Working in theatres is a potentially dangerous task, as it involves electricity, heights, explosives and machinery that are very dangerous Actors work on the edge of open orchestra pits or fly across the stage on thin lines, while fire, smoke or explosions are used. Indeed, the theatre is internationally acknowledged to be one of the most dangerous working spaces in the world. This is part of the theatre technician's and management's daily life and responsibility.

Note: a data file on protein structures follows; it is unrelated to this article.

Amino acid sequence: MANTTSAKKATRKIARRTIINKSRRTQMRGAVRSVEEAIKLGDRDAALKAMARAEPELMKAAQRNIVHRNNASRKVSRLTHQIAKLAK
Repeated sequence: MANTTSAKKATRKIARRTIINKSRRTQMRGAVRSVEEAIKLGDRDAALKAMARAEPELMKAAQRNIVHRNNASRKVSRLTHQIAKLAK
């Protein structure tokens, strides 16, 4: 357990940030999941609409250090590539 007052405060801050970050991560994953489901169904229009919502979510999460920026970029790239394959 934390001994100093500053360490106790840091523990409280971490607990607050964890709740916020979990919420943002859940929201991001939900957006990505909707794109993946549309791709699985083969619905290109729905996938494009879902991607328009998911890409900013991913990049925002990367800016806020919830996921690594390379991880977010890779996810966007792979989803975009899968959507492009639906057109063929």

In many countries safety procedures are adequately covered by specific health and safety regulations. However, in his groundbreaking studies of theatre safety in South Africa (199*, 200*), Jan Nel found that in South Africa the situation was vague yet complicated. Occupational safety in theatres was in fact not regulated by a body of specific regulations and laws, but rather confusingly by a whole range of clauses and sub-clauses in various existing laws and sets of regulations focussed on the various subsections of the industry. These include the following: the Factories, Machinery and Building Works Act (Act 22 of 1941), Machinery and Occupational safety Act (Act 6 of 1983), Workmen's Compensation Act (Act 30 of 1941), the Mines and Works Act, Basic Conditions of Employment Act (Act 3 of 1983), Standard Building Regulations (Act 33 of 1962), National Building Regulations and Building Standards (1977), The Application of the National Building Regulations SABS 0400-1987. (JN)
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